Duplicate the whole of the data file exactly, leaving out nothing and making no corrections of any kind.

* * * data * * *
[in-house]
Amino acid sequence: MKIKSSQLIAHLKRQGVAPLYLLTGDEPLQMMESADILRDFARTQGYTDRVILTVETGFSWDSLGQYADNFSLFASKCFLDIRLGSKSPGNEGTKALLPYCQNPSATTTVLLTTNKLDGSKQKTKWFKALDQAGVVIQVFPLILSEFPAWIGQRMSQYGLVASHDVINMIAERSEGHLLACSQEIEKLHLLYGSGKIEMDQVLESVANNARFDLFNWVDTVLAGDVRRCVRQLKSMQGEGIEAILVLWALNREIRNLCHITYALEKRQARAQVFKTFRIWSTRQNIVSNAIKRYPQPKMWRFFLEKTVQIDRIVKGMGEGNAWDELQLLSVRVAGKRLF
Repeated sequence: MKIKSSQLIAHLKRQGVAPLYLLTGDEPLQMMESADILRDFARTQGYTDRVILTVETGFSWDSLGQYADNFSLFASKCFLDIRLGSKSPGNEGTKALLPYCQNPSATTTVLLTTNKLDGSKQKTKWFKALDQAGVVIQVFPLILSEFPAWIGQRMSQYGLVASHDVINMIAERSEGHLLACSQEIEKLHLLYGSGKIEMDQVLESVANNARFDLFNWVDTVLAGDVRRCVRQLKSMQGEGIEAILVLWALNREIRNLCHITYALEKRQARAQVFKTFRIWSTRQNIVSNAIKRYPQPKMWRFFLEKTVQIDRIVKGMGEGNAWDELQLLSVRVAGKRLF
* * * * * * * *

[in-house]
Amino acid sequence: MKIKSSQLIAHLKRQGVAPLYLLTGDEPLQMMESADILRDFARTQGYTDRVILTVETGFSWDSLGQYADNFSLFASKCFLDIRLGSKSPGNEGTKALLPYCQNPSATTTVLLTTNKLDGSKQKTKWFKALDQAGVVIQVFPLILSEFPAWIGQRMSQYGLVASHDVINMIAERSEGHLLACSQEIEKLHLLYGSGKIEMDQVLESVANNARFDLFNWVDTVLAGDVRRCVRQLKSMQGEGIEAILVLWALNREIRNLCHITYALEKRQARAQVFKTFRIWSTRQNIVSNAIKRYPQPKMWRFFLEKTVQIDRIVKGMGEGNAWDELQLLSVRVAGKRLF
Repeated sequence: MKIKSSQLIAHLKRQGVAPLYLLTGDEPLQMMESADILRDFARTQGYTDRVILTVETGFSWDSLGQYADNFSLFASKCFLDIRLGSKSPGNEGTKALLPYCQNPSATTTVLLTTNKLDGSKQKTKWFKALDQAGVVIQVFPLILSEFPAWIGQRMSQYGLVASHDVINMIAERSEGHLLACSQEIEKLHLLYGSGKIEMDQVLESVANNARFDLFNWVDTVLAGDVRRCVRQLKSMQGEGIEAILVLWALNREIRNLCHITYALEKRQARAQVFKTFRIWSTRQNIVSNAIKRYPQPKMWRFFLEKTVQIDRIVKGMGEGNAWDELQLLSVRVAGKRLF